Category: Lab Project


Green Lab is looking for a new home! can you help?

We need your help!!!

We’re calling on all of you to help find us our new home. Having out-grown our current site we are looking for a new space to call home in the next 6 months or so. It will house our community of makers, researchers and startups searching for alternative solutions to complex urban food, water and waste challenges. Design is at our core and we encourage creativity, collaboration, experimentation and play. We incubate ideas that make our urban food systems more productive and resilient, and that can put more natural and healthy food on our tables.

We are quite a messy bunch, replacing the grey concrete of London with greenery where we can, but we like to think we add charm and a bit of imagination to any space we inhabit. As we continue to grow our efforts will be felt within the direct community we call home, hosting a plethora of free events and workshops to get people through our doors, growing, rethinking and sparking change in the day to day drum of the city.

We need 4000 – 16000 sq.ft to house our lab – this will be made up of desk space with access to all of our facilities with digital makerspace, growing space, an event area that can also be used for our education program working with schools. We would also love to grow our urban farm – creating opportunities for outreach and becoming a hub for the community to come together to discuss health and well being.

Whilst we love Bermondsey & Southwark we are happy to embrace all London boroughs, we’re not picky. So if there’s a disused site you amble past daily that springs to mind, or you know a friend of a friend of a friend who has a connection to a developer, council or building please get in touch and we can explore our options.

Email us at newhome@greenlab.org

 

Green Lab takes part in Grow Wild 2018 – Tasty Natives

Green Lab is pleased to announce that we have been selected by The Royal Botanic Gardens, Kew to take part in Grow Wild UK 2018, a community project that aims to bring people together through activities that connect their community and celebrate UK native wildflowers, plants and/or fungi.

With food, water and waste being our fundamental concerns, the Green Lab team will be exploring the native species that are easy to grow in the British climate and should make more of a steady appearance in our meals.

The project will be led by Green Lab resident Ana Jaramillo, who will open the lab for members of the community who wish to take part in a series of educational and gastronomic experiences. With the participation of local chefs/cooks and Green Lab volunteers, we will grow, cook and curate a tantalising set of dishes for the Grow Wild UK 2018 “Tasty Natives: sustainable cooking experience”. From starters to desserts, there is a wide range of options to be explored.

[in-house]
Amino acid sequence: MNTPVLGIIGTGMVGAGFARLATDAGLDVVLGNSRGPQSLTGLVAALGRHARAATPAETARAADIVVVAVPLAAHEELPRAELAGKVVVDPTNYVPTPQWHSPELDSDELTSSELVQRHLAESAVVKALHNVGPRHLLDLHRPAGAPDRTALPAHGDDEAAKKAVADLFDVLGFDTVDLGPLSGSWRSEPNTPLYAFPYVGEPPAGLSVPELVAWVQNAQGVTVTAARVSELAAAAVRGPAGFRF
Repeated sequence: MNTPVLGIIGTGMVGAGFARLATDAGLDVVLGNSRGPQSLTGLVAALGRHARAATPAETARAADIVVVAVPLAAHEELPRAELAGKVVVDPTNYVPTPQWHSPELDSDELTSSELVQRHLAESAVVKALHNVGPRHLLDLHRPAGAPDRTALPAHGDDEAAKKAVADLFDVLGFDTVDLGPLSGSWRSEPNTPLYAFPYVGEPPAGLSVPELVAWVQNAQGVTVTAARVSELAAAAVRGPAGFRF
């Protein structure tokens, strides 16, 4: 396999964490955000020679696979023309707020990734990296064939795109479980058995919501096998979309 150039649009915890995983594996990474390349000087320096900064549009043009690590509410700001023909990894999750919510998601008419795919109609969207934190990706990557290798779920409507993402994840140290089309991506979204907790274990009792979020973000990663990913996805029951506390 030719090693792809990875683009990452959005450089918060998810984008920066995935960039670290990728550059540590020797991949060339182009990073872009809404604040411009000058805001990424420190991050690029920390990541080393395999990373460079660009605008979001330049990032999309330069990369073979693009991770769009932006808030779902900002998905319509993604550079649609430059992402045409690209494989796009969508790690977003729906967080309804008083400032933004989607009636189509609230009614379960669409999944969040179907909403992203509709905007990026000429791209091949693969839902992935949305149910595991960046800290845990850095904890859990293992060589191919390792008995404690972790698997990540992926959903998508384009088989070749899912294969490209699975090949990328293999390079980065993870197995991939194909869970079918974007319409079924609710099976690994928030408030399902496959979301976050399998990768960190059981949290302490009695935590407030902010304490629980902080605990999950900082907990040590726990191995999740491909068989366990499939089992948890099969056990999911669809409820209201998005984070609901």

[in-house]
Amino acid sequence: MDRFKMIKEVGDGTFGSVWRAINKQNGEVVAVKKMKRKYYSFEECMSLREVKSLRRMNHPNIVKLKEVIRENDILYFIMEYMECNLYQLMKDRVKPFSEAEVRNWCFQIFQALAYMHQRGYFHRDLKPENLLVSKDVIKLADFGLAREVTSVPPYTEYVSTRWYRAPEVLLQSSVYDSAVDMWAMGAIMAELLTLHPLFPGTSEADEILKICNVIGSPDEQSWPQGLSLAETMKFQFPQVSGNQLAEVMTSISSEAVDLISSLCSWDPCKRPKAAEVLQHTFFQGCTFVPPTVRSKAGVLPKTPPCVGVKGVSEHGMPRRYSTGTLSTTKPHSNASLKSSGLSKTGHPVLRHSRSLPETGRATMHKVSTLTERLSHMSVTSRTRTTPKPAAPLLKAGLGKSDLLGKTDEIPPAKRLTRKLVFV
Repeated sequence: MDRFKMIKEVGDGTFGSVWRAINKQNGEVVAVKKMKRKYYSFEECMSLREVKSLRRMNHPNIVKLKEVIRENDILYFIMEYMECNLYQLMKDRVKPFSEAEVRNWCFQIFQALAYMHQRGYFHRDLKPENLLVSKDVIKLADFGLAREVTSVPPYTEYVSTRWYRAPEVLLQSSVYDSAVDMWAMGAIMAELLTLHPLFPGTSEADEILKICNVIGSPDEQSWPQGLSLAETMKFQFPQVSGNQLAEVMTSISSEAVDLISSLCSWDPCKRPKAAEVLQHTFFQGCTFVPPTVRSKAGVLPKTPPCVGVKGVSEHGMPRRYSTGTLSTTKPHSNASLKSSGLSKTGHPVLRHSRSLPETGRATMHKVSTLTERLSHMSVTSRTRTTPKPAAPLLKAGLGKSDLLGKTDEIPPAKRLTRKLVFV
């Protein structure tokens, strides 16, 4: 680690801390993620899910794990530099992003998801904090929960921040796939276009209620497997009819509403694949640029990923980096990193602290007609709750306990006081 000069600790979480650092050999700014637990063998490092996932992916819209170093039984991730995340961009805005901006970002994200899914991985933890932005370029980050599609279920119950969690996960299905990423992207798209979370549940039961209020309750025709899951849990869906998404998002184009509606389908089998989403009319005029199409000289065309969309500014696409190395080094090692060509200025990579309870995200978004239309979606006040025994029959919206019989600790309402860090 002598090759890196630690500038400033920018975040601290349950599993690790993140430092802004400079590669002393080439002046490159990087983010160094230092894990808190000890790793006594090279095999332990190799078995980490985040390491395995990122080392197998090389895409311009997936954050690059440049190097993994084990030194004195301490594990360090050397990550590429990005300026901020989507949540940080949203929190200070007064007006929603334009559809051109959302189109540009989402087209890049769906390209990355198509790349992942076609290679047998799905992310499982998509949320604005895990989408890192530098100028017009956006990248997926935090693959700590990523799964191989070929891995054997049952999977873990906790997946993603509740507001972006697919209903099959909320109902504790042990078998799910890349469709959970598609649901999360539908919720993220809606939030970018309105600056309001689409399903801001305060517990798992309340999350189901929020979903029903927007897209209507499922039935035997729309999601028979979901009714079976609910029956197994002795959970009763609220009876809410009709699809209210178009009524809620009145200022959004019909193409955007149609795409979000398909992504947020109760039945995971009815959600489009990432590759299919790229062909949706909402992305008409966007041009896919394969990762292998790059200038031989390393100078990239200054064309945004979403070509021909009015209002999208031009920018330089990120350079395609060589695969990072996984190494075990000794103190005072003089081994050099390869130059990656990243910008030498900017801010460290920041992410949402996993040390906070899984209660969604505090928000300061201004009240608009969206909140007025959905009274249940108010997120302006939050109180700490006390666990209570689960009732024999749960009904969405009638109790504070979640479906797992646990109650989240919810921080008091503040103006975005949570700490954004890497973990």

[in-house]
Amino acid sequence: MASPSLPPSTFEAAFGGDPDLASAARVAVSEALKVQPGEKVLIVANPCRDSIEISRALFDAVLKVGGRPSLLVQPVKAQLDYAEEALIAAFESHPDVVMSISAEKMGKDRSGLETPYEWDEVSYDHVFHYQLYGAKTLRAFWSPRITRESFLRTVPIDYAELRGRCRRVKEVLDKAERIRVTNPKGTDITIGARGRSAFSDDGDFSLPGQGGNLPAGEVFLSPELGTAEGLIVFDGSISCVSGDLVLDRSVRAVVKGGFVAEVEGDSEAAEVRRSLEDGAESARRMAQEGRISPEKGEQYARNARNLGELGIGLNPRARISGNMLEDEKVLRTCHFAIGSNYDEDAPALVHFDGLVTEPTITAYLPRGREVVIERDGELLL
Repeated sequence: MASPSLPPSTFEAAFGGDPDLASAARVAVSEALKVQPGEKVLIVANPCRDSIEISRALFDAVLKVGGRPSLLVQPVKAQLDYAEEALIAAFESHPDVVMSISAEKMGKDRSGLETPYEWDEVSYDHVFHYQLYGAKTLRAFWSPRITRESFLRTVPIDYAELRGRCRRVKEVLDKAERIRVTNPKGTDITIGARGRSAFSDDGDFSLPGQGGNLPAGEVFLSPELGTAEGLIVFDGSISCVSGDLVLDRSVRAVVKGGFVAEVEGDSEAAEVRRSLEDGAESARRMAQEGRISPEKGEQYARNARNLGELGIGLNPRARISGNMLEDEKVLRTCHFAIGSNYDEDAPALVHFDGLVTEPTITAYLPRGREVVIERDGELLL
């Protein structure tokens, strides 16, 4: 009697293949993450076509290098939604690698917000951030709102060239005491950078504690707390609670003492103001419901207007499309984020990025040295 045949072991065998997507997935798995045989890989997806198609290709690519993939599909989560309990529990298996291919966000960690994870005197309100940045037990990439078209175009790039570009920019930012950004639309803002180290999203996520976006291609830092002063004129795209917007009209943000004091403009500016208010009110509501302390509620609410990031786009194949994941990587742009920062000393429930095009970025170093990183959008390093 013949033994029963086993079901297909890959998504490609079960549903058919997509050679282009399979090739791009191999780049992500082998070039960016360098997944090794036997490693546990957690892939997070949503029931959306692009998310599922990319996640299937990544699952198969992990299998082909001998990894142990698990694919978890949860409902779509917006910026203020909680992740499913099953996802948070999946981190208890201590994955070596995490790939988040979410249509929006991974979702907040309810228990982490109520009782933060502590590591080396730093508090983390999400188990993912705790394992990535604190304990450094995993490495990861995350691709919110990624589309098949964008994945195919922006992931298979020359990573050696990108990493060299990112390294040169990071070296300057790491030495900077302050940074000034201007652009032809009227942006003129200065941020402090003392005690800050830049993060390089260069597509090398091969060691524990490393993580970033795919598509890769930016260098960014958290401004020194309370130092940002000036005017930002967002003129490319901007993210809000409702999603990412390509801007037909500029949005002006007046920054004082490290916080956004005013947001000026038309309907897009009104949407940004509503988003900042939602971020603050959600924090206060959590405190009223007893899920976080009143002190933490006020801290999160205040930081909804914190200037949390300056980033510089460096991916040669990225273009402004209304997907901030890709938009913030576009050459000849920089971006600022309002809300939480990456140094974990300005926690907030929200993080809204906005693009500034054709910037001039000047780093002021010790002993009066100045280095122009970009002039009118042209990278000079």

‘Tasty Natives’ will bring together the local community and provide them with knowledge about the importance of sustainable food production and its relationship with native species, flowers and fungi.

native wild common thyme

Thymus Polytrichus – Native wild common thyme

With our reliance on food to survive we will use this as an opportunity to discuss various sustainable food options, how we can collectively tackle our growing food demand, how to minimise and utilise food waste, food scarcity, and more circular growing and consuming systems. With this interactive gastronomic experience we hope to inspire the community to take action!

Our collective experience throughout the project will be curated into a crowd sourced digital recipe book, ‘Tasty Natives’, including ideas and recipes from the those that partake in the project.

We hope that our ‘Tasty Natives’ project will become a nationwide educational tool and source of inspiration for anyone to get more involved with their locally grown produce and experiment cooking with new ingredients, supporting the Grow Wild initiative.

If you have a few hours to spare and wish to be part of the Tasty Natives volunteering team please do not hesitate to contact Ana Jaramillo: ana.jaramillo@greenlab.org. The project will be great fun to take part in and an edible journey, we also need to people with a plethora of different skills so if you haven’t grown before or cooking isn’t your strong point their are still many ways for you to get involved!

Our first event for Tasty Natives will be an #openhouse day on Saturday 14th April, come along to find out more about the project and taste some natives – tickets are FREE.

Silly Greens growing in the lab

Silly greens moved into the lab just before Christmas and they have been busy perfecting their growing space to ensure they can produce the tastiest microgreens since then.

Silly Greens ethos is simple, helping people to access and grow their own microgreens, allowing them to dress up any home cooked meal. With their handy delivery system they really do provide a hassle free and easy way for you to grow at home. Each week they will focus on just 3 flavours to offer to their customers, hand sewing them, before posting them to you in a handily packed box small enough to fit through your post box.